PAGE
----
3. Father decided to relocate “whether [X.A.S.] was permitted to relocate or not․” Appellant's App. p. 23. As noted above, this finding is factually correct. To the extent that the trial court inferred from this fact that Father was being a “bad” or selfish parent, however, we find that the inference was unreasonable.
4. Father was not involved “in [X.A.S.'s] schooling while here in Indiana (he had never attended a parent/teacher conference and could not name any of [X.A.S.'s] teachers)․” Id. It is true that Father did not attend any of X.A.S.'s parent/teacher conferences and could only recall the name of X.A.S.'s most recent teacher. It is not true, however, that Father was not involved in X .A.S.'s schooling. To the contrary, Father spent nearly every weeknight with X.A.S., helping with homework and making sure all assignments were completed. X.A.S. is a successful student and has gotten As and Bs. If Father-the custodial parent-had been completely uninvolved, it is unlikely that X.A.S. would have had such a successful academic experience. Therefore, we find that there is no support in the record for the trial court's conclusion that Father was not involved in X.A.S.'s schooling.
5. Mother has been stable “in her home, job and education over the past several years․” Id. There is evidence in the record supporting this finding, and Father does not dispute it. We note, however, that Father, likewise, has been stable. He and X.A.S. lived in the same home for nine years. He was gainfully employed as an electrician until he was laid off recently as the result of an economic downturn. Therefore, the parties' relative stability does not tip the balance one way or another.
6. “Stepmother will be at sea for 6 months of each year and Father will have no other family support in Southern California․” Id. There is no support in the record for this finding. Stepmother testified that her first deployment will occur in August 2011, and until then, “there'll be a couple underways here and there, a week, a weekend, three or four days here and there, but getting ready for deployment. But usually you're home in the evening or the following week usually isn't as busy after you've gone out a week.” Tr. p. 94. She may be gone for six months at a time, but she does not know that for a fact, and she does not know how frequently that will occur. After her first deployment, her schedule is unknown. The only mention in the record to the contrary is the trial court's own unsupported observation:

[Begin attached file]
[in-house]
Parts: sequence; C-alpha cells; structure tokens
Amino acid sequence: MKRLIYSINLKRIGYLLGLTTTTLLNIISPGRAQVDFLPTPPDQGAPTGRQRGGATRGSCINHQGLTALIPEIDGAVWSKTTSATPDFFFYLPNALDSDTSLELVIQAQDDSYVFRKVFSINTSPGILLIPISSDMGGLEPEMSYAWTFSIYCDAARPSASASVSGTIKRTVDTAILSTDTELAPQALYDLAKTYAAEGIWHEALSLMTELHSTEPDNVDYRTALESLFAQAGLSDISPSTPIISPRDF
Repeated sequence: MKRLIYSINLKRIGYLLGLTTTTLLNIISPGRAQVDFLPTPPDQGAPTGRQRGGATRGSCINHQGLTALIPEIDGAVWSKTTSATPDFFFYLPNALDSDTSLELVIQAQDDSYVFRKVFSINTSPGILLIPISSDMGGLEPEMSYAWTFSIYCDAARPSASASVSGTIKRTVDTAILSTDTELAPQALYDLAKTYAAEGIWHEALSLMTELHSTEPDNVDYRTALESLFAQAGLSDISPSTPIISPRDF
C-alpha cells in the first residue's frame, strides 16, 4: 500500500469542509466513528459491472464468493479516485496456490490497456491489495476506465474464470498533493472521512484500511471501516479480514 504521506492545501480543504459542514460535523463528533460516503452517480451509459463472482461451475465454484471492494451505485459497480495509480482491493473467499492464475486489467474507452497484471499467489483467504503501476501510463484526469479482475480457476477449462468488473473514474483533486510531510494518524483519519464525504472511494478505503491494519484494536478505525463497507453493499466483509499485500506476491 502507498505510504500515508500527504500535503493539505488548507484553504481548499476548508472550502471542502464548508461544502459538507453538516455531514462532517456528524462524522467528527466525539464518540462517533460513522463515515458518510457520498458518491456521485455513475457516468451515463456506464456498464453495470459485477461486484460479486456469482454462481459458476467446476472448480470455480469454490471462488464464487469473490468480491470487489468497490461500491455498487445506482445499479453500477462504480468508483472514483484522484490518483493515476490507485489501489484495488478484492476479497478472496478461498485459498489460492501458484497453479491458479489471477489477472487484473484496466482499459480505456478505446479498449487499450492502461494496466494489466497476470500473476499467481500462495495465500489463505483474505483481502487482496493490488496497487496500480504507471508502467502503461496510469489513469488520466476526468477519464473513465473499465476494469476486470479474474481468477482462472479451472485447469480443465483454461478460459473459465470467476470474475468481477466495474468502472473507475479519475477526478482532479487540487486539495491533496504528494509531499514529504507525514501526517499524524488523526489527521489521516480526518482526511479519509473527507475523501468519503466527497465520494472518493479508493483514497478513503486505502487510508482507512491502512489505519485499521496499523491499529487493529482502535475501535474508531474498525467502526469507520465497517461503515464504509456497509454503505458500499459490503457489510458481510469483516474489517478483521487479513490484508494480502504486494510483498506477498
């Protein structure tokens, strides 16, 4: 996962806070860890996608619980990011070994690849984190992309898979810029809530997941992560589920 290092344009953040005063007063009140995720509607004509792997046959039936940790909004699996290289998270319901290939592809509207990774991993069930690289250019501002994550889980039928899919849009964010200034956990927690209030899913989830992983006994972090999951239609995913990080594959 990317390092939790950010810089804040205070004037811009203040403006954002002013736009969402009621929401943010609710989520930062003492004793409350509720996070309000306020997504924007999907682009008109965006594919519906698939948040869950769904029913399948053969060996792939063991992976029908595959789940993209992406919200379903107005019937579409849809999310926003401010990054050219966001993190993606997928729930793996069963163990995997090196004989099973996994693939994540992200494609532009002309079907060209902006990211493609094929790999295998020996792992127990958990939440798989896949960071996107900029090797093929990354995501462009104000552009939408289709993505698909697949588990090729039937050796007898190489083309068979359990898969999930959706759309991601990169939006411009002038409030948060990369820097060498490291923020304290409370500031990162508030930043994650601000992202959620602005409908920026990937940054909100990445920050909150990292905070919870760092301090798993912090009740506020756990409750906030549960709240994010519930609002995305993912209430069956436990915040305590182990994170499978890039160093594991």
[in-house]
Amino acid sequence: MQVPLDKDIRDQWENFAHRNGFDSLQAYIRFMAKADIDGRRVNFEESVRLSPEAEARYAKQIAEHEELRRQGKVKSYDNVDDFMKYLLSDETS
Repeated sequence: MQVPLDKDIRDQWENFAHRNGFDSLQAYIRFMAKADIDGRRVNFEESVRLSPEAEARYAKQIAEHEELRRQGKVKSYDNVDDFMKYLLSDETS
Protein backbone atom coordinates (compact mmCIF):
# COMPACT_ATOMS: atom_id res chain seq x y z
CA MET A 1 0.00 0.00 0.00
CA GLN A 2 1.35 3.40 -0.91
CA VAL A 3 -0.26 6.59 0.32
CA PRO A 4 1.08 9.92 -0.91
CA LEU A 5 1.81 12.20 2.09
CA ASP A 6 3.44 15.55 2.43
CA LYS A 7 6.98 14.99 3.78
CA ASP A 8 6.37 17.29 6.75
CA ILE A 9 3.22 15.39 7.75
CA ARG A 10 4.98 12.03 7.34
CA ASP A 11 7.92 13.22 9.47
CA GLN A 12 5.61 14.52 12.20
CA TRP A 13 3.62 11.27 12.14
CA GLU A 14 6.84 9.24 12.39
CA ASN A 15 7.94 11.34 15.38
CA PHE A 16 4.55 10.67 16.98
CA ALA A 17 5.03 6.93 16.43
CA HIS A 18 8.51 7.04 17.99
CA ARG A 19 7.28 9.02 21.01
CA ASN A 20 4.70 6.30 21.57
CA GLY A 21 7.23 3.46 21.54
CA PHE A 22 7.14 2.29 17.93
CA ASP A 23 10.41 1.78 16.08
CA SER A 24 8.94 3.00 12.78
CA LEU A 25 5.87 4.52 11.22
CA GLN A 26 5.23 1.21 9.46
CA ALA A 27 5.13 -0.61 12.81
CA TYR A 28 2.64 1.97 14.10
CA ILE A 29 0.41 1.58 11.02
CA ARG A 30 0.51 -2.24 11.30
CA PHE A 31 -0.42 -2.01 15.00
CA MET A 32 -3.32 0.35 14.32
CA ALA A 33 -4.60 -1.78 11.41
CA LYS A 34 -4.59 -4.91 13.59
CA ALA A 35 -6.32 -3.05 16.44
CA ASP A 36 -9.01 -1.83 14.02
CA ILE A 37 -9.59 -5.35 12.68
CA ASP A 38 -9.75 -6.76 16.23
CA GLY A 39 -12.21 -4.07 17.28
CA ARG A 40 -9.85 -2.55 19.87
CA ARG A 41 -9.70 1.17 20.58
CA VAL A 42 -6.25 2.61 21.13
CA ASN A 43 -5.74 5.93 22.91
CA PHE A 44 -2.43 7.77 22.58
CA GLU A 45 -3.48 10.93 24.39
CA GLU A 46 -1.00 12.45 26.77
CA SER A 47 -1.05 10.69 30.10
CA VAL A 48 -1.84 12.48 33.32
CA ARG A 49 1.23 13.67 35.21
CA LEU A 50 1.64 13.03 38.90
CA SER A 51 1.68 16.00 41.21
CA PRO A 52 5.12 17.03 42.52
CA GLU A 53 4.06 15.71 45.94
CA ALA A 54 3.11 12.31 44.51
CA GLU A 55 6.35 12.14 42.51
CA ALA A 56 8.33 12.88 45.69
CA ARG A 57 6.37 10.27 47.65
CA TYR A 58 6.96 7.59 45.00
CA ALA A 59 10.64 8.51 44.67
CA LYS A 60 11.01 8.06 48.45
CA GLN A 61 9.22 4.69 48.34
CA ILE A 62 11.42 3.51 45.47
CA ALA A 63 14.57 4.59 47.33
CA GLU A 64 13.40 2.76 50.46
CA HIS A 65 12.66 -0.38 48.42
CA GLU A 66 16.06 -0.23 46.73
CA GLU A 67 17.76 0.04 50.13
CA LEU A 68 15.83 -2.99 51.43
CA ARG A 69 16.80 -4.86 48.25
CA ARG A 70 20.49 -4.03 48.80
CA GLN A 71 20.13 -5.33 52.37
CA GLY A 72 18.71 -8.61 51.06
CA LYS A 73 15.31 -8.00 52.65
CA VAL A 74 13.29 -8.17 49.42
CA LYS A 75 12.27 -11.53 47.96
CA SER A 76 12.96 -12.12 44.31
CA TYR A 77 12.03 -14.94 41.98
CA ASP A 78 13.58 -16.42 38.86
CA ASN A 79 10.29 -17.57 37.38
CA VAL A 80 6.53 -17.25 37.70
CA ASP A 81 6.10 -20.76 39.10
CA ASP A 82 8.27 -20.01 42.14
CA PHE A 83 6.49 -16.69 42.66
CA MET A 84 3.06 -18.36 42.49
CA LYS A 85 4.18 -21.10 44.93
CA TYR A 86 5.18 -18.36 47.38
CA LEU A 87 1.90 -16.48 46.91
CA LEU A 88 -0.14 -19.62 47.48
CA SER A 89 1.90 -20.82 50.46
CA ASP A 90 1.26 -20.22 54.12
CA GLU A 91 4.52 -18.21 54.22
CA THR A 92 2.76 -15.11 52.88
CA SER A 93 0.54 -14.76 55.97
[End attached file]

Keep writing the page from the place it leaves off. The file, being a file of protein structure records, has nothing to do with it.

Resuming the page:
I'm not a fool. I have plenty of military families on my caseload. I am well aware she is not going to be in San Die go for the next five years just hanging out; when that ship's done, it's headed out. We don't build ships to have them sit in docks. Okay?
Id. at 57. Aside from the trial court's own comments, there is no support in the record for the finding that Stepmother will be at sea for six months of each year.
Father concedes that he will have no family support in Southern California. We note, however, that the record reveals that Father, Stepmother, and X.A.S. would live in military housing, where there are many families of similar age with children of the same age as X.A.S. There are also support services for military families. Therefore, to the extent that the trial court inferred from the lack of family in California that X.A.S. would be lonely or that Father would have no support system after relocating, we find the inference to be unreasonable.
7. “[X.A.S.] has been actively involved in his community in Central Indiana through his participation in sports activities․” Appellant's App. p. 23. There is support in the record for this finding.
8. “Mother is current in her child support obligation and does not appear to be seeking a modification of custody to gain a financial advantage with regard to child support.” Id. There is support in the record for this finding.
9. “Finally, the Court, like all patriotic Americans, is grateful to Stepmom for her military service, but Father was aware of her commitments before becoming romantically involved with her and marrying her.” Id. We again observe that we disagree with the implication that Father was required to choose between marriage and his responsibilities as a parent.